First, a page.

Korea and the G-20: An Exercise in Koreaphoria


A street near my house got festooned with G-20 flags for a week.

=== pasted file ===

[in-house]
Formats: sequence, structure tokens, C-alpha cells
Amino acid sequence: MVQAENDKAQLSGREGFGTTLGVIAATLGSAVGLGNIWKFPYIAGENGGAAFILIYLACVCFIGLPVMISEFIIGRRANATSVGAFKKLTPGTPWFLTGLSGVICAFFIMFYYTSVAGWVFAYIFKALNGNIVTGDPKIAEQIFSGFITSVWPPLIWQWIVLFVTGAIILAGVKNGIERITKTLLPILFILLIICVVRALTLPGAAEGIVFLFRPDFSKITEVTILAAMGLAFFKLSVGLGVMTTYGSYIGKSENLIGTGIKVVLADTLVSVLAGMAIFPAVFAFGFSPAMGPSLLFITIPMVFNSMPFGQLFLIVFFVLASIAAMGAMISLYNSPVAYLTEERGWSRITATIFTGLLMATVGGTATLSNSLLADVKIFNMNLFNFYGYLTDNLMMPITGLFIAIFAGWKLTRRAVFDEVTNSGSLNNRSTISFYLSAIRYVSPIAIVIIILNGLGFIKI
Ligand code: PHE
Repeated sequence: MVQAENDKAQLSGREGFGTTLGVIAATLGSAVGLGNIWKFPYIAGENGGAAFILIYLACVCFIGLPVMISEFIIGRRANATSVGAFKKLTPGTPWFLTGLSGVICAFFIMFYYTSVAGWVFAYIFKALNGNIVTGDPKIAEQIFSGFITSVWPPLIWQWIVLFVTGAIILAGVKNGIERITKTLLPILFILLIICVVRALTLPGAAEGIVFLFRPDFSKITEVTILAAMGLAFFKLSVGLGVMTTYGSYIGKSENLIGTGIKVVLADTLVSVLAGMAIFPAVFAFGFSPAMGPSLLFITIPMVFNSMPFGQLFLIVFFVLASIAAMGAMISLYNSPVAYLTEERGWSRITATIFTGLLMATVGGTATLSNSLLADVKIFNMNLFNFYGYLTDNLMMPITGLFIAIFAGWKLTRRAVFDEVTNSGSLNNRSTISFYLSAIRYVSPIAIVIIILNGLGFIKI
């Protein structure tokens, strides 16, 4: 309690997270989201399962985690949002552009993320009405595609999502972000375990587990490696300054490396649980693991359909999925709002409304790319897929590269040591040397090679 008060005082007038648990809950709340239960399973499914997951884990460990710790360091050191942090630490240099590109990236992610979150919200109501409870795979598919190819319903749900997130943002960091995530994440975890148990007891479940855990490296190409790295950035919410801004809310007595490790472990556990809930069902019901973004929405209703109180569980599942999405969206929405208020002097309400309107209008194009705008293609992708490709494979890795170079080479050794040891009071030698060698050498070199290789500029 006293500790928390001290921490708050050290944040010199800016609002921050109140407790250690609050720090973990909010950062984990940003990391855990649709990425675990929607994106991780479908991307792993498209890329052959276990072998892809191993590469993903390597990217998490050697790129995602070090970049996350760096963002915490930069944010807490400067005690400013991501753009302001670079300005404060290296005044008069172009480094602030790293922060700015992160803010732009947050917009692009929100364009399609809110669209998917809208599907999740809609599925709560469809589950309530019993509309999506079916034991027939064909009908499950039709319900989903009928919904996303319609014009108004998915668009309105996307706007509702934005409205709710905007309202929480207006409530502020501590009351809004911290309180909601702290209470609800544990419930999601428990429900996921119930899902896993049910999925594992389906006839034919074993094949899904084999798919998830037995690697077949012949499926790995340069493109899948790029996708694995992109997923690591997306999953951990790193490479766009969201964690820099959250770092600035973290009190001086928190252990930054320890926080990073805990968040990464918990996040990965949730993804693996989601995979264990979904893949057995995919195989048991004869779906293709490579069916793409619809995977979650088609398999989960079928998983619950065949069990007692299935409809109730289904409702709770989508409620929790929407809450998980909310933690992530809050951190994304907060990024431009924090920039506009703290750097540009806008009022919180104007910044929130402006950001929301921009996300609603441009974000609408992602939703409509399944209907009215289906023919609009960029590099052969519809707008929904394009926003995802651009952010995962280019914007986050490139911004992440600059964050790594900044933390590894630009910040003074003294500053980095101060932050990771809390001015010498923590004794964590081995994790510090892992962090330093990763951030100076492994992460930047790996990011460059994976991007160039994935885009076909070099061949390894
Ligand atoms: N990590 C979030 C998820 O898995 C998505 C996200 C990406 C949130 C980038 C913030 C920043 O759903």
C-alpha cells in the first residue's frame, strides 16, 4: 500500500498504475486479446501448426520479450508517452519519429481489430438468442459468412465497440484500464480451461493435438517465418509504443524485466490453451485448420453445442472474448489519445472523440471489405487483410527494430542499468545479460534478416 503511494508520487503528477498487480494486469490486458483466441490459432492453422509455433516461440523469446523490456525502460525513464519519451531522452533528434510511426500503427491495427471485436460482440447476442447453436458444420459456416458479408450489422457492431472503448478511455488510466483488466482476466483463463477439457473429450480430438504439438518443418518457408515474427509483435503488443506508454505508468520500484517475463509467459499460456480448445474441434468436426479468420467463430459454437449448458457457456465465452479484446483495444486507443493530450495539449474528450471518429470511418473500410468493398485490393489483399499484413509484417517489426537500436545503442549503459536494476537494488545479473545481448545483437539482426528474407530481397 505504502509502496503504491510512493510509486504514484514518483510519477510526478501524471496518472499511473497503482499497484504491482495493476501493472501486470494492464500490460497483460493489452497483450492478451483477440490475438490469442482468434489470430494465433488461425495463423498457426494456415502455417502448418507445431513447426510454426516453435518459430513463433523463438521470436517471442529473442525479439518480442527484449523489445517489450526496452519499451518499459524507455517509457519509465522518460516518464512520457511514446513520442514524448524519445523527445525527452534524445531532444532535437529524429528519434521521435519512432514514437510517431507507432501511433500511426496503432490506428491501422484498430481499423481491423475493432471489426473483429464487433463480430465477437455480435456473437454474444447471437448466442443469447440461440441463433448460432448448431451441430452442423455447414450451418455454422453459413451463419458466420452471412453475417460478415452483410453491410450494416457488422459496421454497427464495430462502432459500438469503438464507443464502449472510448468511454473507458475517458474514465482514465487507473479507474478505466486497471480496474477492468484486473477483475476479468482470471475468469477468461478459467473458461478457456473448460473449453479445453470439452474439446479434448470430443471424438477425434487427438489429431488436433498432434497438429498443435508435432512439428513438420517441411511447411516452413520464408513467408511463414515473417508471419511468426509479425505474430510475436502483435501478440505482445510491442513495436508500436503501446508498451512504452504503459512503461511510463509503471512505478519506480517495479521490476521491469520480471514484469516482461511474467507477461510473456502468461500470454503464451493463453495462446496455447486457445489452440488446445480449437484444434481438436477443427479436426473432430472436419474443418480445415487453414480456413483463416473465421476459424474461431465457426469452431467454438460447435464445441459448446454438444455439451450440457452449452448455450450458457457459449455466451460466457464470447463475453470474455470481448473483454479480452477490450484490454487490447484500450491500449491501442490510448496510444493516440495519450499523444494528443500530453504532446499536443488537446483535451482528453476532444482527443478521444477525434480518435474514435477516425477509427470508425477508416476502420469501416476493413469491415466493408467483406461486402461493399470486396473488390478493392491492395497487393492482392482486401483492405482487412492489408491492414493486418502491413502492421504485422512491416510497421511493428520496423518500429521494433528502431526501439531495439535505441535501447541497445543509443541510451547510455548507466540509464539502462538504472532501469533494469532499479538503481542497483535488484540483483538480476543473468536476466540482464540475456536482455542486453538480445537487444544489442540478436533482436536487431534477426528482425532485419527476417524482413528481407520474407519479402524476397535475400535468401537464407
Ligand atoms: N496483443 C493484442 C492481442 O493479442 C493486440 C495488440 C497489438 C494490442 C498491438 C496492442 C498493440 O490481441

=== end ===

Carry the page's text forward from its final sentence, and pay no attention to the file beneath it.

There has been lots about the G-20 in the major financial press, but little on the way in which Korea has rewritten the meeting, at least to itself, as a global homage to Korea’s arrival. Most Koreans haven’t the slightest clue what the G-20 is. Nor do they really care much for OECD trading norms – which, of course, is the whole point of the G-20. In fact, they flagrantly violate those norms (as just about every western businessman I have met in Korea reminds me at every conference I go to). The ROK is irritatingly mercantilist, and Americans are right to think Korea cheats on trade. So if Koreans actually wanted the G-2o to be a success, how about dialing down the protectionism and currency ‘fine-tuning’ (i.e., sterilization of inflows to favor big exporters like the ship builders)? I am hardly one to defend the US auto industry for making cars that no wants to drive and that wreck the environment, but Ford nails it with this write-up. So the Chosun Ilbo says Korea should be a good global citizen, but that’s not what Korea really cares about in the G-20.  In Korea-land, the G-20 is an opportunity to preen, not what it actually is suppsed to be – a global economic coordinating body. In the words of no less than the SK president, the G-20 in Seoul means, “Koreans are great and that the world is now recognizing that fact.” Somehow I doubt that is what Medvedev, Singh, Kirchener, and all the rest had in mind. *Sigh*